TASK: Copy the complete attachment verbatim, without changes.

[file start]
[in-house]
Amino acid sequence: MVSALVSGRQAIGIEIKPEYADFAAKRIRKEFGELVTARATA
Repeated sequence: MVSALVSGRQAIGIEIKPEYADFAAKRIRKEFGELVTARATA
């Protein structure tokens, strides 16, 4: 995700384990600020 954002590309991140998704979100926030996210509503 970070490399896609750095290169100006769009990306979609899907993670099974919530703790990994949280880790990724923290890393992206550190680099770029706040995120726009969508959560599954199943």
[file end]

[in-house]
Amino acid sequence: MVSALVSGRQAIGIEIKPEYADFAAKRIRKEFGELVTARATA
Repeated sequence: MVSALVSGRQAIGIEIKPEYADFAAKRIRKEFGELVTARATA
């Protein structure tokens, strides 16, 4: 995700384990600020 954002590309991140998704979100926030996210509503 970070490399896609750095290169100006769009990306979609899907993670099974919530703790990994949280880790990724923290890393992206550190680099770029706040995120726009969508959560599954199943």